Shankar's Rajnikant starrer 'Sivaji the Boss' is about colour – of the skin as well as money. "Why did you give birth to me as a blackie?" Sivaji asks his mother at the police station, to which she blithely replies, "So that you won't get dirty". What does she mean by that? Does it mean that black, by donning the colour of dirt cannot be dirtied over again, or, black being pure incarnate, can't ever be dirtied? The humour of the situation keeps our guesses ambiguous. But blackness or being black is obviously something which one has to pay with one's life. And this is where the major themes of Shankar and Rajni intersect. While Shankar is obsessed with the theme of corruption and degeneration of values in India, signified here in the form of 'black' money, Rajni, in film after film, harps on skin colour that is constantly displayed and flaunted against the fair, and fairy heroines. Here, in Sivaji you have the dark hero fighting against black money, in the process laundering it into white. So, the hero is dark outside and an angel inside, the money he is fighting against is the other way round, personified by the pure-white clad, fair Adi (Suman). Sivaji makes this transformation from black to white at both levels in the film. He himself turns white at the instance of the fair heroine (Shreya, em-bodying the fair white body in a dark world lighting up male fantasies of all kinds – nostalgic, physical and familial). But turning into a fair body would suddenly turn him ordinary, just like any other guy or star. So he has to literally 'wash away' his whiteness to become the same old self again, whose USP is style and not skin colour. Likewise, when he is systematically robbed of all his hard-earned 'white' money which he wanted to put to good use at home, he makes a comeback by amassing all the black money and re-routing it back to India as 'white'. (Significantly, it is made possible with the help of the only visible Muslim characters in the film!). Ironically, Sivaji himself is a software engineer who has returned from the West, something that gives his money 'fairness' in the economy. But stardom is something that straddles economic and moral economies in curious ways by working on our subterranean desires and yearnings, which is what makes it alluring and enigmatic.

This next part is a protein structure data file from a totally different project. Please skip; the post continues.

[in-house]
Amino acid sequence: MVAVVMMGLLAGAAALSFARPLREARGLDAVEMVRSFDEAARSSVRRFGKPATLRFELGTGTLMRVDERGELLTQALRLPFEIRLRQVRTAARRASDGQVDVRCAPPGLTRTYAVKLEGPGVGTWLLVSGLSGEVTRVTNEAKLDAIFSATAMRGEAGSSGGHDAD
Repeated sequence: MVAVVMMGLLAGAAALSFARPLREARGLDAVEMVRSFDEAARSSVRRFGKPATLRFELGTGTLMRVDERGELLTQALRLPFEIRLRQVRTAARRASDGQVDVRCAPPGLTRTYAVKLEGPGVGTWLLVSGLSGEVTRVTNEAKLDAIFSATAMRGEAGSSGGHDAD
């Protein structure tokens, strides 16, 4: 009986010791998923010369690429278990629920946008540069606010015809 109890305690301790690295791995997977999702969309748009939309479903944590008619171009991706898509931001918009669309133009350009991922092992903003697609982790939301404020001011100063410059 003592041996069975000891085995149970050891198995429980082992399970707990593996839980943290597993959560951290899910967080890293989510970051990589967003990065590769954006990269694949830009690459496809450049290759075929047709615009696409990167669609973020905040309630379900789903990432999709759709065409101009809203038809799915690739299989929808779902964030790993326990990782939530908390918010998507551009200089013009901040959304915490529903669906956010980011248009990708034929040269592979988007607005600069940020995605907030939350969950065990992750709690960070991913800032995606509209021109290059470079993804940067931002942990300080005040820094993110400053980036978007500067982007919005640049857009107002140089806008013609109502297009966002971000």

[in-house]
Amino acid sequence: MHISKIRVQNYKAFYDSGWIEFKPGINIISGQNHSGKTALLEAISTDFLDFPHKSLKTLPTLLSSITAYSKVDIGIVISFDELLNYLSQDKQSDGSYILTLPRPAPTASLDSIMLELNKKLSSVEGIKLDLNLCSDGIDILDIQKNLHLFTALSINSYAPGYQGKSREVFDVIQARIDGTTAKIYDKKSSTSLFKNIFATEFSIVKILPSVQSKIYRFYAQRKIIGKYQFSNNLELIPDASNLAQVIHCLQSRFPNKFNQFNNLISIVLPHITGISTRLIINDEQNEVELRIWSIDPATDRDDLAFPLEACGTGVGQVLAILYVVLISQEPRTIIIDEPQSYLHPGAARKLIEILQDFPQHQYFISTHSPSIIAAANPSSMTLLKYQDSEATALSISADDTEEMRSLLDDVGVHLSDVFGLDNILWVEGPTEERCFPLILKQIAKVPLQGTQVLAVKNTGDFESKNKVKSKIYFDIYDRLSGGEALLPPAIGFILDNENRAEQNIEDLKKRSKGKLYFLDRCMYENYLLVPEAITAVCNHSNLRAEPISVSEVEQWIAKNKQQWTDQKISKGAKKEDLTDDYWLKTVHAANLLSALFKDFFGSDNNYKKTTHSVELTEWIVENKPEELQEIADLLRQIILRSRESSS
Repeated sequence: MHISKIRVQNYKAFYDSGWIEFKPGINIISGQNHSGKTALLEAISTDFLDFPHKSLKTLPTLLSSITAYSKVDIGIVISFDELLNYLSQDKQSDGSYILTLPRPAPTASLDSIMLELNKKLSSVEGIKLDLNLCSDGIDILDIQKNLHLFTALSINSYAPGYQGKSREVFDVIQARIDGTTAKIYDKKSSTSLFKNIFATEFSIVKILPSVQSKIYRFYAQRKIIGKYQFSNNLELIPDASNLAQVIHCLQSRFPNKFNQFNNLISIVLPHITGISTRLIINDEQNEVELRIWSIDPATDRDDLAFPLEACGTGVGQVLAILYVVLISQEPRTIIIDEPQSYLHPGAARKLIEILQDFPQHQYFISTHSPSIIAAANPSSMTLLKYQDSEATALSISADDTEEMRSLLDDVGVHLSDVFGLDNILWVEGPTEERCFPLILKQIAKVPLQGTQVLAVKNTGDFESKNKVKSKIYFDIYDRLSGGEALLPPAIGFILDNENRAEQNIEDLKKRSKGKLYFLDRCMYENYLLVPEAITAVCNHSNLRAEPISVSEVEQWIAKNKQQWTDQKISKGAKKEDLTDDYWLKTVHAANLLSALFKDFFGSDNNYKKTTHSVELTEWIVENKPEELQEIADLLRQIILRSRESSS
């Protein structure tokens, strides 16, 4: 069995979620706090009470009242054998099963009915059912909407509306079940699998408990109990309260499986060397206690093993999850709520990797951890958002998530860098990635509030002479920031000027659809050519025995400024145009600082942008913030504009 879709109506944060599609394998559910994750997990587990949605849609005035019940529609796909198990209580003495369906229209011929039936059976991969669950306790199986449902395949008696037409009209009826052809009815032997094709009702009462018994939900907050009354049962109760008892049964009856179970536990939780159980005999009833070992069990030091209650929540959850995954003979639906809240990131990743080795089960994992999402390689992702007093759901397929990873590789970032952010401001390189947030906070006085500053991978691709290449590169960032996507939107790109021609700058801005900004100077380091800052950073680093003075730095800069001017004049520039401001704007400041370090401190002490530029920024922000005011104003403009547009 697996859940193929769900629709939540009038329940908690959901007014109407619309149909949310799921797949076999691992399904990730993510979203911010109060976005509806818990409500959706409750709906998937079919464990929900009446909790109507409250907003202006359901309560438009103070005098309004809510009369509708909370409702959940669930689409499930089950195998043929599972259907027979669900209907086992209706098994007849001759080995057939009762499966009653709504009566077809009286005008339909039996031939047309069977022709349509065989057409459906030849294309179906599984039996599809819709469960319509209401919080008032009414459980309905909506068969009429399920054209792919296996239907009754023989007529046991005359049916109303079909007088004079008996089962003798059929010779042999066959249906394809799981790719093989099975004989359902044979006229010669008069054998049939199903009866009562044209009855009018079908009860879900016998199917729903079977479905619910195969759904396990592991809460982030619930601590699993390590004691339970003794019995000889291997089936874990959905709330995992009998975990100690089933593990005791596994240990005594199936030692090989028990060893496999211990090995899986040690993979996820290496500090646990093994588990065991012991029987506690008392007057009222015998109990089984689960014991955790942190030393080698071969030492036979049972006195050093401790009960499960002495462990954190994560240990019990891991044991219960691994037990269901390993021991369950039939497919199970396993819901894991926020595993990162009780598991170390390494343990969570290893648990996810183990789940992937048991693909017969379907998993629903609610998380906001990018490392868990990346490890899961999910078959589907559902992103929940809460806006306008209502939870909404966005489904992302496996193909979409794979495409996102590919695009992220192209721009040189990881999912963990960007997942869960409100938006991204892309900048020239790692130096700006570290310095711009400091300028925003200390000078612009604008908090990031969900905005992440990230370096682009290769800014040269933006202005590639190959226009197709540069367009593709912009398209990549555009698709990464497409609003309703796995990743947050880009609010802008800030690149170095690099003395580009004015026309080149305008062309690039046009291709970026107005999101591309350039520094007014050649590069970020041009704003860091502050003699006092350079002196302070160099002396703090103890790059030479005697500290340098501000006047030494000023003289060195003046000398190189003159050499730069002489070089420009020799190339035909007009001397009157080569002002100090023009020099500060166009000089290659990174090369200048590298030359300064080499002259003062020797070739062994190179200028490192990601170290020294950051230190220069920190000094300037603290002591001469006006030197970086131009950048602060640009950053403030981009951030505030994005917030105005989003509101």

Never 'blessed' with the pure one-dimensionality of the white – like the villain or the heroine, the black is inexorably mired in conflicts that are obviously not just skin-deep. Like in the case of money and the body,. there is the dark black and the fair black; there is abhorrent black and attractive black. And it is invariably something that sticks to and out of the surface. There is no way one can escape its hold. You either flaunt it of suffer it. And in both cases, it is a very tricky issue, something abhorred and at the same time adored and loved. For instance, what makes the two dark girls who live next to the heroine's house unworthy of Sivaji's companionship? And why does the dark-skinned, US-returned multimillionaire software engineer like Sivaji who is keen on marrying only a true Tamilian girl, find his true love only in a fair brahminical body and that too in an upper caste temple? These are below-the-belt questions that we encounter and have to address to understand star-magic and ourselves.

Labels: , ,